The Tour of Belgium has the potential to be a top-tier race, if only it didn’t have to compete with the Giro d’Italia for attention. While the race’s pancake-flat stages may not be the most exciting, the middle stages are usually run on parcours familiar to spring classics fans. For example, this year’s Stage 3 will romp around Ieper, climbing the Kemmelberg twice and finishing not far from the second ascent. Perhaps it is a last-chance race for cobbled pretenders who didn’t shine in this year’s races?
Stijn Devolder (with Vacansoleil this year) certainly took advantage of this last year, using it as a launching board for his double-national champion quest. Other classics stars scheduled for appearance: Philippe Gilbert, Tom Boonen, Greg Van Avermaet, Filippo Pozzato. Last year’s second-place finisher Dominique Cornu is certain to figure in this race, as do some talented riders from smaller Dutch and Belgian teams such as Kenny Van Hummel and Staf Scheirlinckx.
My prediction is that Cornu will be gunning for a GC win, counting on his TT skills to carry the day. It all hinges on his ability to limit losses in tricky Stages 3 through 4. The second stage climbs the Kemmelberg twice, with a fairly fast run-in to the finish. The fourth stage is in Wallonia, including an early climb of the Muur de Huy, middle climbs of Stockeau and Haute Levee, and a rolling finish. These are a better fit for one-day racing than for stage racing, even in Belgium. Tellingly, last year Devolder won the GC without winning a single stage, almost as if by accident.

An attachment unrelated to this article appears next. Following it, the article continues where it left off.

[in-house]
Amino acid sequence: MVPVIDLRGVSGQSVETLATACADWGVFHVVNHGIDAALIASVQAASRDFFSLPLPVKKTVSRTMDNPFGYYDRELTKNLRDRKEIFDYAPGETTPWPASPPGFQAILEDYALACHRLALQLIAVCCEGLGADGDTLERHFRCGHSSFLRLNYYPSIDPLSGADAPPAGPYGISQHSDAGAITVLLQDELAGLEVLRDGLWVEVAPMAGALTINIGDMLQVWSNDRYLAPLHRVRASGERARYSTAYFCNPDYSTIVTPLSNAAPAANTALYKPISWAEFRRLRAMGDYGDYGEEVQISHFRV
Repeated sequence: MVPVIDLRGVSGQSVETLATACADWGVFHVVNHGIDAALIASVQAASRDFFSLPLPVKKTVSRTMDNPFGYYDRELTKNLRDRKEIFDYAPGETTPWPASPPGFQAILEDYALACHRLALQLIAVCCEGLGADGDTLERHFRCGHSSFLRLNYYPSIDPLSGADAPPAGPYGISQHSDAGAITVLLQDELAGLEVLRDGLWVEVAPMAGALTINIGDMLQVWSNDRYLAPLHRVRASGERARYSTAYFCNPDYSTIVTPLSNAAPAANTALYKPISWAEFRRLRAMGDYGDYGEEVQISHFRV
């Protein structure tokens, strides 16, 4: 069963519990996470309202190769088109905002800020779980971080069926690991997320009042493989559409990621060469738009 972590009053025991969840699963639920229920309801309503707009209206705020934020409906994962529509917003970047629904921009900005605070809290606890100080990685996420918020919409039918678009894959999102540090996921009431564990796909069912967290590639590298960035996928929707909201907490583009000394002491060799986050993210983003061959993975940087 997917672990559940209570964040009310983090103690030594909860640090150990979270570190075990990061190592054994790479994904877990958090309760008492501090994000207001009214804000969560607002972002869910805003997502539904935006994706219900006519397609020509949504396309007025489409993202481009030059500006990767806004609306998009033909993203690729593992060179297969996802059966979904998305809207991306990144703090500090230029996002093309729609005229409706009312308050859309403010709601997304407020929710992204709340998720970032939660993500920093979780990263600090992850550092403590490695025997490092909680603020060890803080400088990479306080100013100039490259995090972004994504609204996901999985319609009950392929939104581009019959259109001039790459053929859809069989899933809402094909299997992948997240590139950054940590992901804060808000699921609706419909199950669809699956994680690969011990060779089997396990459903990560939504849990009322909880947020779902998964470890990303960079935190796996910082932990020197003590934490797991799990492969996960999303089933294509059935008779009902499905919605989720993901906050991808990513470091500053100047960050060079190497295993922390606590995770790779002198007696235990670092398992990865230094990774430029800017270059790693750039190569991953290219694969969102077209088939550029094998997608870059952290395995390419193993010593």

In terms of stage hunters, I predict a very aggressive Pippo Pozzato. Katusha left him off the Giro d’Italia squad, and recently announced an all-Russian squad for the Tour de France. Pozzato is running out of opportunities to earn a contract for next year. I also don’t think Boonen or Gilbert will take risks as they build up to the second part of the season. Boonen is sure to aim for Tour de France stage wins and Worlds, while Gilbert is likely to aim for a strong autumn campaign. I am actually surprised to not see Sylvain Chavanel on the start list, perhaps to taper off his very strong spring in time for Tour de Suisse and TdF as he did last year.
Skil-Shimano and Van Hummel traditionally do well in the Tour of Belgium, and it serves as a good team drill for summer’s big race. My outside bet is for Staf Scheirlinckx of Veranda’s Willem-Accent to make a good showing. He’s figured in several spring races and lady luck may turn on his favor this time.
Who do you think will impress at this year’s Tour of Belgium?